What is it about?

Our new research uses a network of lakes in the Rocky Mountains to explore dust-drought dynamics in the US Southwest. We find that dust deposition in the Colorado mountains is higher today than in the last 11,000 years! And further, we find no evidence for a link between dust and drought deposition on multi-decadal and centennial scales. This has important implications for the communities and the environment of the Southwest when we think about future droughts. Our research suggests that land-use management decisions aimed at reducing land disturbance can mitigate future dustiness, despite projected increases in regional aridity.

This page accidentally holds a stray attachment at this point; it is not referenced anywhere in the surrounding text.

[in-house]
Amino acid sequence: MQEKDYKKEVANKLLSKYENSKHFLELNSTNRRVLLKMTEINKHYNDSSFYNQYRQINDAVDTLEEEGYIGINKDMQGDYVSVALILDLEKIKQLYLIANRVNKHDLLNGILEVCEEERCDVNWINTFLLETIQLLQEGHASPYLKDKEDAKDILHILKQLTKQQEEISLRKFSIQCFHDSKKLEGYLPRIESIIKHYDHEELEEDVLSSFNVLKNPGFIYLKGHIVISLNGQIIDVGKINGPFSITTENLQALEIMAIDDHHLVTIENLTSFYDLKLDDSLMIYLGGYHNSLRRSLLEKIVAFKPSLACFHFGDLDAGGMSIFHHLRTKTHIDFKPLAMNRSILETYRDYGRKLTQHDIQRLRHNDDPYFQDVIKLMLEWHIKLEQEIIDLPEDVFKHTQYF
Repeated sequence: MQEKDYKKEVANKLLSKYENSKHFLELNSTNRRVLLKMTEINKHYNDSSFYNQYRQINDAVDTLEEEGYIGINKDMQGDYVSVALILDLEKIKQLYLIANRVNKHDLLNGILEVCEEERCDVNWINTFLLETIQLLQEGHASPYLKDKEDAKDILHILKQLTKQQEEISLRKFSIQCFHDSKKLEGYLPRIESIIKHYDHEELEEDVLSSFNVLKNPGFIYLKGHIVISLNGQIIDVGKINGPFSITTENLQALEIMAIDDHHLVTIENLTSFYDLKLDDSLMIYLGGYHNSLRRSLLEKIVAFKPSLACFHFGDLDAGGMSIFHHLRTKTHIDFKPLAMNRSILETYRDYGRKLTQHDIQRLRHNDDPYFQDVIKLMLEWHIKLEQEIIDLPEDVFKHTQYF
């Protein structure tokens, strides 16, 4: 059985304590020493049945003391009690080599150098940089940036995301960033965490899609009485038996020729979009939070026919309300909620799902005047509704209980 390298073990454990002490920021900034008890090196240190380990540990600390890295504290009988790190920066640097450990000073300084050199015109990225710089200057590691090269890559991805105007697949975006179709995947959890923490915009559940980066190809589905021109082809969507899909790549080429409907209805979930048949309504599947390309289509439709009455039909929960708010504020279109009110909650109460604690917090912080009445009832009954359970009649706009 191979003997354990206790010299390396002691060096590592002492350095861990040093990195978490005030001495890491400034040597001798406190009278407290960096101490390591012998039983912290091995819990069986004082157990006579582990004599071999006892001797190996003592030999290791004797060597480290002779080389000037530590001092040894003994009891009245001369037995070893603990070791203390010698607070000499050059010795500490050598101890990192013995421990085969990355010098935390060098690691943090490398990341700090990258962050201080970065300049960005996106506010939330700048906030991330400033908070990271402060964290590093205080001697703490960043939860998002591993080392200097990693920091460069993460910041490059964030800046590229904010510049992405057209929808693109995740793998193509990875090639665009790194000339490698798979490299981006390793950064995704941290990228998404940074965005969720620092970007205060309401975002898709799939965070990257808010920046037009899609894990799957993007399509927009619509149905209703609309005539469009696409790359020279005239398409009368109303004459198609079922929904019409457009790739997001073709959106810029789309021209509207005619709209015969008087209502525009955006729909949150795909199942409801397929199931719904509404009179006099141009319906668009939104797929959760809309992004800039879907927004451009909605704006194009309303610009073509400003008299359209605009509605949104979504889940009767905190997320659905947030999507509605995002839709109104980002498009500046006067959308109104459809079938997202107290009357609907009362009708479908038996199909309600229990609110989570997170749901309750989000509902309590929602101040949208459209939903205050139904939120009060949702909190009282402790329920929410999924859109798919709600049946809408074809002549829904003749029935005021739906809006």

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Why is it important?

This research is important because (1) up to now we did not know how much dust was deposited in the mountains prior to a few thousand years, (2) up to now we thought dust would be higher during periods of drought, and (3) up to now we thought that drought would be more important for dust than human impact.


This paper was the culmination of three years of work, three field work seasons, and hundreds of hours in the lab. The first chapter of my PhD!

Stephanie Arcusa
Northern arizona university

Read the Original

This page is a summary of: Dust-drought interactions over the last 15,000 years: A network of lake sediment records from the San Juan Mountains, Colorado, The Holocene, September 2019, SAGE Publications, DOI: 10.1177/0959683619875192.
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